If today’s events are any indication, it appears that Lou Lamoriello’s influence stretches beyond the borders of Toronto and crosses the Atlantic Ocean. The Toronto Maple Leafs GM flexed his most intimidating verbiage today, effectively convincing Hockey Sweden to cancel William Nylander’s availability to the media today.
The original report comes from Swedish media outlet Expressen’s sports section, and as such, is not in English, but the gist of the report is as follows.
On Wednesday, Swedish Ice Hockey Association called a media availability regarding Nylander’s opening game upper-body injury, noting that the 19-year-old would speak to the press for the first time since it happened. Considering the fact that Sweden have emerged as favourites for the gold medal, and Nylander is their top player, this was big news. Swedish media outlets were prepared to broadcast the availability live.
However, Nylander didn’t appear. Instead, SIHA media relations head Anders Feltenmark made his way to the podium, stated that Nylander would not speak and that team doctor PA Bergsten would be made available instead. Bergsten offered no new updates from prior days.
Feltenmark suggested that the decision was made by the team to pull Nylander’s availability. SportExpresen, on the other hand, claims that Lamoriello contacted both Nylander and Team Sweden and said that he was, under no circumstances allowed to speak to the media about his injury.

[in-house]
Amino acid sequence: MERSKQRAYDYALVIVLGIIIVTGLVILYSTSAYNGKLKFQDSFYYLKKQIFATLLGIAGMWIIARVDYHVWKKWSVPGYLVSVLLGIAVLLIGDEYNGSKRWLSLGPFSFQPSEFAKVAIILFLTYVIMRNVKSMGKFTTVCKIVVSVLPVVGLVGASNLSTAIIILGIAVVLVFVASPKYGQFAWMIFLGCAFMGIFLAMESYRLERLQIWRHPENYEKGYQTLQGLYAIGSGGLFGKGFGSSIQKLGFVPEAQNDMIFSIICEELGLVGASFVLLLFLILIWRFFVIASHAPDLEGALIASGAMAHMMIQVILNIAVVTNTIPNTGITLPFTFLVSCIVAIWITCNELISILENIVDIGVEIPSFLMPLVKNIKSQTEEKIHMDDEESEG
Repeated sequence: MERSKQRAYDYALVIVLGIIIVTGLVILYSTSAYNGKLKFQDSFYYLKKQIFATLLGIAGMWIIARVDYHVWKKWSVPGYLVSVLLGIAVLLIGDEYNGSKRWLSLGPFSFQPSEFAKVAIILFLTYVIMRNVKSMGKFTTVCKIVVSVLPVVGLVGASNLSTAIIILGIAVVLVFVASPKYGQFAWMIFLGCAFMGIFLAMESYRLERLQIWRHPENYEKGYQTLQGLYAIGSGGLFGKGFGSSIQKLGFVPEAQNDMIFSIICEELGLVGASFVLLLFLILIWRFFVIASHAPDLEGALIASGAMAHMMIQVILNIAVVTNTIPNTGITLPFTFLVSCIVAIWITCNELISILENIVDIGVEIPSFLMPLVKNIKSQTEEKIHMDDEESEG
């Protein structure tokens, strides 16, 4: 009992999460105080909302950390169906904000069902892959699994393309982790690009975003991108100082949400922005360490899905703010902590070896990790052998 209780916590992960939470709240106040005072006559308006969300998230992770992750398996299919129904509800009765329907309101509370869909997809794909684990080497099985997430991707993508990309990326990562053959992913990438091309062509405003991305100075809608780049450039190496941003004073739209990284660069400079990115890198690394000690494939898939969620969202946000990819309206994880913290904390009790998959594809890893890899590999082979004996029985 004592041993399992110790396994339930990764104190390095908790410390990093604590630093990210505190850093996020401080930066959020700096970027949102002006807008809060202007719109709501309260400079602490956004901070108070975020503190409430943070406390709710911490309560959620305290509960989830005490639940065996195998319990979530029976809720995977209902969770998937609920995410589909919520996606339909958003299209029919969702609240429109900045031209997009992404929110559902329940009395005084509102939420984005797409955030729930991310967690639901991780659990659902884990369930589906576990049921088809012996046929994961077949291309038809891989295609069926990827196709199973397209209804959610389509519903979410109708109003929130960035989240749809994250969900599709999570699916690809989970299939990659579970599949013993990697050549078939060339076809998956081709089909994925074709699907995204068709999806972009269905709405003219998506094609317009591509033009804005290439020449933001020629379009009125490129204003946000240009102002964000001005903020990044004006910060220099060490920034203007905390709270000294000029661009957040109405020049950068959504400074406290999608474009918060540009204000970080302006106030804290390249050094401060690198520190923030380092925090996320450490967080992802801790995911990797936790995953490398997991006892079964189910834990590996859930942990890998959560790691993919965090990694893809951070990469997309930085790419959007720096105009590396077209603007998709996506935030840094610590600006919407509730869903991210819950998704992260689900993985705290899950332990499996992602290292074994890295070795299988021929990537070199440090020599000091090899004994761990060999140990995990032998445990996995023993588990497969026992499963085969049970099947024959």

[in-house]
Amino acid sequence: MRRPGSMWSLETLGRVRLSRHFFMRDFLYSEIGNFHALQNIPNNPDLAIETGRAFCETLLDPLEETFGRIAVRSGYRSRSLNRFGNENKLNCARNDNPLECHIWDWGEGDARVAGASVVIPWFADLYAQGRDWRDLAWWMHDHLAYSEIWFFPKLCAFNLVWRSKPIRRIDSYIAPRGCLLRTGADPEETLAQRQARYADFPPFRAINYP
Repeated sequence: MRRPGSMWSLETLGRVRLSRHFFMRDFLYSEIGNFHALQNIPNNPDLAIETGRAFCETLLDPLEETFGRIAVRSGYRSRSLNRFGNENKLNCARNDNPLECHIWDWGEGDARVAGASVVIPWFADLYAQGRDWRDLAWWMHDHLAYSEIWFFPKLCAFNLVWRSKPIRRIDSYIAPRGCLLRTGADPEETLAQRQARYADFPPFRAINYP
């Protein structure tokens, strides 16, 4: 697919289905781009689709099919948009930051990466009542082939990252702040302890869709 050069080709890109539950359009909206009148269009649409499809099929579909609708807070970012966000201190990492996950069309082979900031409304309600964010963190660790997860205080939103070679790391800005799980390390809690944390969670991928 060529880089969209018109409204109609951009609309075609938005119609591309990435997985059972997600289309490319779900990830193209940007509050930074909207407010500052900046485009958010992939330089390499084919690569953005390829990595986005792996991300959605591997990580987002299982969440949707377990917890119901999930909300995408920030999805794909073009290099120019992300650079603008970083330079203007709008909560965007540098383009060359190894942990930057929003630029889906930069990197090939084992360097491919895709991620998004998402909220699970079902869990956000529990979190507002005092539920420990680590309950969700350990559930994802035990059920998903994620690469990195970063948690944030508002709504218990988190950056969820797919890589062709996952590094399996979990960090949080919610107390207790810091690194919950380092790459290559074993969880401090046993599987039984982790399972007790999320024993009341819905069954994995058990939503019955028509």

Tommy Boustedt, who is the SIHA’s chief of Player Development, refused to comment when asked about Lamoriello.
This is a very interesting development. Nylander’s status means a lot to his home country, but as we all know, Lamoriello likes complete and total control over the transparency offered by his players. The was no way that he was going to let arguably his top prospect talk about a potentially serious injury while Leafs management and media relations was thousands of kilometres away.
As a media member who selfishly would appreciate more transparency could see the pros and cons from both sides of the coin. Ultimately, though, discussing the process won’t help with recovery, which is the most important part of the story. In the meantime, we wait to see when Nylander will return if he comes back at all before the end of the tournament; the team won’t play him until he gets in at least one successful full-contact practice in.
They might not need him, anyway. Sweden remains atop their group, and at the time of publishing, are up 2-1 over Team Canada.